Four months after grinding to a halt due to the deadly coronavirus pandemic, major professional sports leagues in North America are taking their first nervous steps back on the road to recovery.
But as basketball, soccer, and baseball gear up for long-awaited returns this month, they are doing so against a backdrop of anxiety and surging COVID-19 cases across the United States.
Athletes in all three sports have expressed deep misgivings about arrangements put in place for their return, and in several cases have opted to skip participating altogether.
The National Basketball Association and Major League Soccer have drawn up plans which will see teams based in a protective "bubble" in Orlando, Florida where COVID-19 cases have skyrocketed in recent weeks.
Yet a cluster of outbreaks involving two MLS teams already inside the bubble has highlighted the omnipotent threat posed by the coronavirus, even in the face of carefully crafted mitigation measures.
"It's important that the leagues realize that even in a 'bubble', there is still risk to all players and staff for contracting COVID-19," said Robert Glatter, an emergency physician at Lenox Hill Hospital in New York.
"It's impossible to completely mitigate the risk even when players and staff practice social distancing and wear masks."
That point was underscored by Monday's news that 11 members of Dallas FC's organization -- 10 players and a technical assistant -- had tested positive for COVID-19. Dallas FC were later withdrawn from the MLS is Back tournament altogether, less than 48 hours before it kicks off on Wednesday.
Nashville SC, another team taking part, have also reportedly suffered multiple coronavirus cases since arriving in Florida.
Entering the bubble
Zach Binney, an epidemiologist at Oxford College of Emory University in Atlanta, believes the two MLS outbreaks have exposed the single biggest flaw in the "bubble" models.
"The most difficult part is getting everyone into the bubble safely without introducing the virus right at the start," Binney told AFP.
"This was always something I was worried about but it has been shown to be a much bigger deal than I thought.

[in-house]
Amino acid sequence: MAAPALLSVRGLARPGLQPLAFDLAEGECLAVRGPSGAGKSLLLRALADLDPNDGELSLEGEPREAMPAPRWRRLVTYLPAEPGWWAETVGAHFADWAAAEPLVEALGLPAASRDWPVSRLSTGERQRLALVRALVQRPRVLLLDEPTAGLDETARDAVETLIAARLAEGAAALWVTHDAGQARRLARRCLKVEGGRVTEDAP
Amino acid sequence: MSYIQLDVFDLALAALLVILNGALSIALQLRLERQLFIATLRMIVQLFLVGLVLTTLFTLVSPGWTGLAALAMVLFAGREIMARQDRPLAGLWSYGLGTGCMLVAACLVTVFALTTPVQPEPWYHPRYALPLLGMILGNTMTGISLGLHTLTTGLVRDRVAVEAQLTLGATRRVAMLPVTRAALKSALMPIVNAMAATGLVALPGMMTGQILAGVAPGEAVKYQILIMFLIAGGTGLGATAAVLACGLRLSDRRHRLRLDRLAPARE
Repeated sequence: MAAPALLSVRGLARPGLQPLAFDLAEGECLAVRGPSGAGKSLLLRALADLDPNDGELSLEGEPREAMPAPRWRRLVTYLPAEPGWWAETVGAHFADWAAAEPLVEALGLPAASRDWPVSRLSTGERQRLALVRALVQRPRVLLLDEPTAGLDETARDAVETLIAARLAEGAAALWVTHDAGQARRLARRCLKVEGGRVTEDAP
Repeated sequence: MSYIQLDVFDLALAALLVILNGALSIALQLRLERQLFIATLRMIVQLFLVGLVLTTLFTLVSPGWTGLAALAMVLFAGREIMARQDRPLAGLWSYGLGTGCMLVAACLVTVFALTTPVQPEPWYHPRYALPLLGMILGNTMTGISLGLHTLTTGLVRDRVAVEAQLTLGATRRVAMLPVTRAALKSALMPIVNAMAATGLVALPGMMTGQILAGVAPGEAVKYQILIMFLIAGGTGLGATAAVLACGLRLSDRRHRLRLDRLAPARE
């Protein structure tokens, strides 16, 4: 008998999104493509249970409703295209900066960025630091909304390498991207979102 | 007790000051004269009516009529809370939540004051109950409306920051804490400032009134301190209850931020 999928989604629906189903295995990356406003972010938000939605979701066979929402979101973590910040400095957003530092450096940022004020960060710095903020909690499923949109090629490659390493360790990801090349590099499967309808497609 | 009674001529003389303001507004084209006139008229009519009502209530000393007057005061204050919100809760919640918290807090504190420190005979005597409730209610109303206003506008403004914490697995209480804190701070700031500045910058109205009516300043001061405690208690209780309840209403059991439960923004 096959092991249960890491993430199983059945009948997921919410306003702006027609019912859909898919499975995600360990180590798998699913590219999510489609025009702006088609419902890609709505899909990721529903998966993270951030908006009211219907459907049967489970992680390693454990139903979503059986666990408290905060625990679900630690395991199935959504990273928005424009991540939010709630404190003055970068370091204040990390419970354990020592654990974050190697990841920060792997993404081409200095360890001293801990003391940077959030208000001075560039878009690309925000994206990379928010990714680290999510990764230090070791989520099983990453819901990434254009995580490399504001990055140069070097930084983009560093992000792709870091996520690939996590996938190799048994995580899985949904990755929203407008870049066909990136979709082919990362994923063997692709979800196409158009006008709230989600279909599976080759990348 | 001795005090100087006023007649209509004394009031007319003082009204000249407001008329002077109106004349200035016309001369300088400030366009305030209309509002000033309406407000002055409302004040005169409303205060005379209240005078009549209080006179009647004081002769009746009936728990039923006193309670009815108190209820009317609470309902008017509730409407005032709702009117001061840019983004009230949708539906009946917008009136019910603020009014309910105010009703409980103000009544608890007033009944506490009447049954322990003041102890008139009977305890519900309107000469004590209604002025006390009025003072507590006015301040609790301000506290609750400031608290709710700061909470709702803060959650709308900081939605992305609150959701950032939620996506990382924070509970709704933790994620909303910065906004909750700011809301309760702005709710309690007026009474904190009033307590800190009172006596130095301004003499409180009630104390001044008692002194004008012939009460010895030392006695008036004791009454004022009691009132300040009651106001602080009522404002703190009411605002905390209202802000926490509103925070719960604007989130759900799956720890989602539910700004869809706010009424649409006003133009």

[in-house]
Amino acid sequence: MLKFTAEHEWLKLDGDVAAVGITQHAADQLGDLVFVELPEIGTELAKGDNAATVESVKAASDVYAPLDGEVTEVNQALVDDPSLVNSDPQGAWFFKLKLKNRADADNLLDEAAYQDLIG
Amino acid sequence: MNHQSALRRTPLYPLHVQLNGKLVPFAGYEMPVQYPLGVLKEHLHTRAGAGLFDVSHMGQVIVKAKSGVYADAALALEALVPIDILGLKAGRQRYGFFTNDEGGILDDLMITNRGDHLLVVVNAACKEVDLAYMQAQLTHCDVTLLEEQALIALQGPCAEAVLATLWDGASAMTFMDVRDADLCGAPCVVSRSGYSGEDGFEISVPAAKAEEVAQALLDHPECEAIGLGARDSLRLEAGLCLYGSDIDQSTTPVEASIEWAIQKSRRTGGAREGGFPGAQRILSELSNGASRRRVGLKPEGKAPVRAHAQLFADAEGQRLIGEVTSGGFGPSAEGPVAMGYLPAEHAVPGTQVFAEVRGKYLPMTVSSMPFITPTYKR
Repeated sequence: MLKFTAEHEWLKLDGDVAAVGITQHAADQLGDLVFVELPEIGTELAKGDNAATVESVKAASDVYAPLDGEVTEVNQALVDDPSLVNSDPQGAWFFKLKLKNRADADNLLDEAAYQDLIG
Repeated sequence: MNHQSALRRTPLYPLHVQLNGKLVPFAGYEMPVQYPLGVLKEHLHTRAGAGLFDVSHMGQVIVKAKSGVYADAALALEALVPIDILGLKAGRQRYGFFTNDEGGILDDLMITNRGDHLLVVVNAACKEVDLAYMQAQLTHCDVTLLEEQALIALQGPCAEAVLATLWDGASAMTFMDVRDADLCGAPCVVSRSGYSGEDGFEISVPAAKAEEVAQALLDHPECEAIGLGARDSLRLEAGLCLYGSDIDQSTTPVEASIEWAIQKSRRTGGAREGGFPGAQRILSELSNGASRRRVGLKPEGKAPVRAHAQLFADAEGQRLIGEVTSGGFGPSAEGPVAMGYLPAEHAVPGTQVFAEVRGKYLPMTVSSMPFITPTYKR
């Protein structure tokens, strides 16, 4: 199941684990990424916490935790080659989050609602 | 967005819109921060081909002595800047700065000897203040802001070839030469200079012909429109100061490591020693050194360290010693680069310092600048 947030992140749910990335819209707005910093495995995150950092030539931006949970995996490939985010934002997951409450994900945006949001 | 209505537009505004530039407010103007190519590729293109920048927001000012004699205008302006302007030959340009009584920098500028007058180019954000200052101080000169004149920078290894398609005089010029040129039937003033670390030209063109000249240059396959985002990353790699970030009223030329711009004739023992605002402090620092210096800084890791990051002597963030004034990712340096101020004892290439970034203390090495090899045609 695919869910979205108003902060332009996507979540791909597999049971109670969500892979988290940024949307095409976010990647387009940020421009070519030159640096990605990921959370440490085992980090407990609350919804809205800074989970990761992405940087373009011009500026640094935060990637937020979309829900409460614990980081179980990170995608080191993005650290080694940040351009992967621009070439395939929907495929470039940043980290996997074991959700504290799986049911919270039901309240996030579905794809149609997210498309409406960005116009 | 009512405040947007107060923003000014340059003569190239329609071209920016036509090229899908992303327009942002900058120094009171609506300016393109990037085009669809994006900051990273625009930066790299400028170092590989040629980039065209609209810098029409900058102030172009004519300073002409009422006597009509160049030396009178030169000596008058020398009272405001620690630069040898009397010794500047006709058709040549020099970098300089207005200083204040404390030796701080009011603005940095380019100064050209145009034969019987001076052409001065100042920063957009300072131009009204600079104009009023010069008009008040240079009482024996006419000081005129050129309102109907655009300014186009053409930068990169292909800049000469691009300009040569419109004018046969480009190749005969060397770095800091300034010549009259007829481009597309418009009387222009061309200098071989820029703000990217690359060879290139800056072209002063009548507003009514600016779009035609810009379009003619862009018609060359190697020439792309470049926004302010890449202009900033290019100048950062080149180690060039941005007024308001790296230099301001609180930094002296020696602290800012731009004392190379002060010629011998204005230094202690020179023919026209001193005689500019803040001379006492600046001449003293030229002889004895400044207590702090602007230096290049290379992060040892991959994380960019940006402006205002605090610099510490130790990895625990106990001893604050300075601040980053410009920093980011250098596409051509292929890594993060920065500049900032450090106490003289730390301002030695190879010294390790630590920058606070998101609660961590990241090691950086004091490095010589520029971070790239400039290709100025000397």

"I still believe that bubbles can work -- it's just that nobody has mastered getting into the bubble safely."
Binney believes the answer may be to introduce an "airlock" system, where teams spend a period of up to seven days in isolation in their home market before they travel.
For athletes on the ground, meanwhile, news of the positive cases has fuelled a sense of anxiety.
"It's certainly something that we've abruptly been faced with," said Inter Miami midfielder Wil Trapp.
"We're players who want to play, that's one part of it, but we're also human beings and this is bigger at times than sports."
For others, the risk of traveling to Florida has proved too much.
Los Angeles FC's star striker and reigning MLS MVP Carlos Vela on Monday said he would miss the tournament, citing concerns for his family's health. The Mexico international's wife is pregnant.
Baseball superstar Mike Trout is wrestling with an identical dilemma.
The Los Angeles Angels slugger revealed at the weekend he is contemplating skipping Major League Baseball's abbreviated season to remain with his wife, who is expecting the couple's first child next month.
"I love baseball, but I have to do what's right for my family," said Trout, widely regarded as baseball's biggest star.
While basketball and soccer have opted to base all their teams in one location, Major League Baseball will start their shortened season this month with teams playing at their home stadiums.
Public health experts believe it is a riskier proposition than the bubble plans put in place by the NBA and MLS.
"Major League Baseball is basically trying to run the Bundesliga plan -- but they're trying to do it in the US, not Germany," said Binney, referring to German football's top-flight, which successfully returned to action in May.
"MLB's plan would work great in Germany, South Korea, or Vietnam or New Zealand. I have sincere doubts it's going to work in the United States. The number of cases is just so high."
Unlike the NBA and MLS comebacks, where all games will be played in empty arenas, baseball has been more circumspect about whether or not to allow fans in ballparks.
As it stands, local government rules about coronavirus will determine whether spectators can attend games.
'Sociopathic' Indy 500
At least one US sporting event, however, plans to host a mammoth crowd despite the warnings of public health experts: the rescheduled Indianapolis 500 IndyCar Race on August 23.
Organisers of the iconic race at Indianapolis Motor Speedway have said they plan to operate at 50% fan capacity -- meaning a potential crowd of around 175,000 for the event.
That prospect alarms epidemiologists like Binney, who describes the decision to allow fans as "completely unacceptable, sociopathic."
"It shows a complete disregard for public welfare and public health," Binney said. "The only explanation I can see is that they want money.
"We should have no fans at any professional sporting event until there's a vaccine. It just doesn't make sense."
New York physician Glatter agreed. "It is not safe to stage the Indy 500 even at half-capacity," he said.
"In excess of 100,000 fans, simply put, leads to unsafe conditions which produce 'superspreaders' - persons who can then transmit the virus more efficiently to significant numbers of people."
Binney said even a half-full Indy 500 would see significant fan congestion at entry and exit points, as well as bathrooms and concession lines.
"I don't think you can bank on people keeping their distance from each other, nor do I think you can bank on them wearing masks," he said, "175,000 people is an unimaginably bad idea."